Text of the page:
Course Hero. "Brave New World Study Guide." Course Hero. 27 Oct. 2016. Web. 6 June 2020. <https://www.coursehero.com/lit/Brave-New-World/>.
Course Hero. (2016, October 27). Brave New World Study Guide. In Course Hero. Retrieved June 6, 2020, from https://www.coursehero.com/lit/Brave-New-World/
(Course Hero, 2016)
Course Hero. "Brave New World Study Guide." October 27, 2016. Accessed June 6, 2020. https://www.coursehero.com/lit/Brave-New-World/.
Course Hero, "Brave New World Study Guide," October 27, 2016, accessed June 6, 2020, https://www.coursehero.com/lit/Brave-New-World/.
Kristen Over, Associate Professor at Northeastern Illinois University, provides an in-depth summary and analysis of Chapter 12 of Aldous Huxley's book Brave New World.
Bernard's popularity evaporates when John the Savage refuses to leave his room and join another social event. Although Bernard cannot understand the Indian phrases his guest is yelling, he gets the gist of them when the young man spits on the floor. The Arch-Community-Songster of Canterbury is outraged, thinking Bernard has tricked him into attending the soirée. The Headmistress of Eton and the Director of Crematoria and Phosphorus Reclamation discuss the rumors about Bernard's supposedly tainted fertilizing fluid with Fanny Crowne. Henry Foster shows his true feelings about the conditioning expert when he mentions that the former Director was planning to banish the man to Iceland. Lenina is sad because she doesn't understand why John acts as if he likes her and then abandons her when they have a chance to be alone. That evening she had planned on explaining to him how she liked him more than any other man. Instead, she reluctantly leaves with the Arch-Community-Songster. Miserable about the rejections, Bernard reverts to his former surliness and blames John for his rejection. John responds, "I'd rather be unhappy than have the sort of false, lying happiness that you were having here." Helmholtz proves to be a true friend by joining Bernard for evenings of open conversation. Helmholtz and John find an easy relationship by sharing poetry and Shakespeare, though, and Bernard's jealousy flares.
True friendship versus a false "fool's gold" association is the focus of this chapter. All of Bernard's superiors eagerly accept his invitations to his social events because they want to meet John. The young man from the Reservation is currently the most popular person in the London World State, and they want to be a part of the inner circle. Their quickness to turn against Bernard and to once again denigrate him by openly discussing the rumors about the fertilization mistake that made him an inferior Alpha prove they were using him for their personal gain. But Helmholtz demonstrates his true friendship by forgiving Bernard for ignoring him while his fleeting fame spread. He exhibits the core quality of an honest companion with his sincere giving instead of taking and by not expecting any reciprocal treatment.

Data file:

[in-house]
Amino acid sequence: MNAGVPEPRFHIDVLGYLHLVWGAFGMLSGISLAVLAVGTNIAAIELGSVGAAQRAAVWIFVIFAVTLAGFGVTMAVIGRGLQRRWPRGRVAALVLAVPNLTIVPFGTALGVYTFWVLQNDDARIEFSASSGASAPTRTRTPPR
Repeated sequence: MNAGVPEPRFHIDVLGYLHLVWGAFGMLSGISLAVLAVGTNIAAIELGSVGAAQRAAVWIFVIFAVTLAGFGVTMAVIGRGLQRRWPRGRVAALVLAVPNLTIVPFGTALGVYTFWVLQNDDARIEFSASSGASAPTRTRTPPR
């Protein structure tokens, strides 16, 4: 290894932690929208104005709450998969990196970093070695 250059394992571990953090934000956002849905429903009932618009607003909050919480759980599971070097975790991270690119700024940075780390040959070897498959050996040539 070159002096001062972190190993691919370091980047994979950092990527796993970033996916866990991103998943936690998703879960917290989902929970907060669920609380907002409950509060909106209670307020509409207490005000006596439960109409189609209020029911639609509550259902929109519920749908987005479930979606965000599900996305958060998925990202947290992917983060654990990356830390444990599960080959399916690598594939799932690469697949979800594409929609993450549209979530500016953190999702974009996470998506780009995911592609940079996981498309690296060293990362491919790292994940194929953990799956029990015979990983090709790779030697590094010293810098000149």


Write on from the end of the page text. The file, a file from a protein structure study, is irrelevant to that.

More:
Bernard reveals his own insincerity for honest relationships by encouraging vengeful plans. He knows he doesn't have the social position to harm the most superior leaders of the World State, but he has the means and opportunity to cause problems for peers like Henry Foster. Jealous of John's and Helmholtz's immediate camaraderie, Bernard interrupts the times his guest reads Shakespeare to them. He yells "Orgy-porgy" in response to a Shakespearean line about unity, and he scoffs at the words "Reason in itself confounded/Saw division grow together," distressing John and Helmholtz.
As a professor and writer of propaganda, the latter understands that the purpose of writing is to offer people a glimpse of happiness. His successful propaganda has shown him that people seek the soft, supple skin beauty products offer, the passion of the sensory explosive Feelies, and shallow, no-strings-attached sexual relationships. He knows words evoke emotional responses, though, and they can frighten those who have never faced theirs. During a lesson at the college, he introduces his own thoughts in a poem he wrote about being alone. He is aware that the subject is forbidden by the World State, but he wants to see if his words can arouse emotions in his students. They do. He is almost fired because of their subversive nature. Still, Helmholtz is not dismayed about the negative limelight. He has found his genuine writing voice and is not afraid to share it.